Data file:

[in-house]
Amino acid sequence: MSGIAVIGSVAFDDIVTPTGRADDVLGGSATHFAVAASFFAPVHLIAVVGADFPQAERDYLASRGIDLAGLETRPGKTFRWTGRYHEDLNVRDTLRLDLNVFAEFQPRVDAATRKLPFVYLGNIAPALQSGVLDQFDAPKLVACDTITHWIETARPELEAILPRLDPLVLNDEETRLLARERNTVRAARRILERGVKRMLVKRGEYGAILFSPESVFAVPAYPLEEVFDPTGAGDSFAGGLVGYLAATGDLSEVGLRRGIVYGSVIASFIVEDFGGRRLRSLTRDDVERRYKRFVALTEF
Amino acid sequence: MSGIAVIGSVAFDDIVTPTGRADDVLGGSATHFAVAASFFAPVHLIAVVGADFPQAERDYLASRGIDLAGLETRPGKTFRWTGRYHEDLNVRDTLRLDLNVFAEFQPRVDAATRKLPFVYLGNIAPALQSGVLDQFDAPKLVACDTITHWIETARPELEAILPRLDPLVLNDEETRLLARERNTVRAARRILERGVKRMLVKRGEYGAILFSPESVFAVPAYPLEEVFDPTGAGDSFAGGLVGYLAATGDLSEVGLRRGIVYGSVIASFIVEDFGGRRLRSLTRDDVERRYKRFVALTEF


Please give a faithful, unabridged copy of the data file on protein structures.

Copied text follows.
[in-house]
Amino acid sequence: MSGIAVIGSVAFDDIVTPTGRADDVLGGSATHFAVAASFFAPVHLIAVVGADFPQAERDYLASRGIDLAGLETRPGKTFRWTGRYHEDLNVRDTLRLDLNVFAEFQPRVDAATRKLPFVYLGNIAPALQSGVLDQFDAPKLVACDTITHWIETARPELEAILPRLDPLVLNDEETRLLARERNTVRAARRILERGVKRMLVKRGEYGAILFSPESVFAVPAYPLEEVFDPTGAGDSFAGGLVGYLAATGDLSEVGLRRGIVYGSVIASFIVEDFGGRRLRSLTRDDVERRYKRFVALTEF
Amino acid sequence: MSGIAVIGSVAFDDIVTPTGRADDVLGGSATHFAVAASFFAPVHLIAVVGADFPQAERDYLASRGIDLAGLETRPGKTFRWTGRYHEDLNVRDTLRLDLNVFAEFQPRVDAATRKLPFVYLGNIAPALQSGVLDQFDAPKLVACDTITHWIETARPELEAILPRLDPLVLNDEETRLLARERNTVRAARRILERGVKRMLVKRGEYGAILFSPESVFAVPAYPLEEVFDPTGAGDSFAGGLVGYLAATGDLSEVGLRRGIVYGSVIASFIVEDFGGRRLRSLTRDDVERRYKRFVALTEF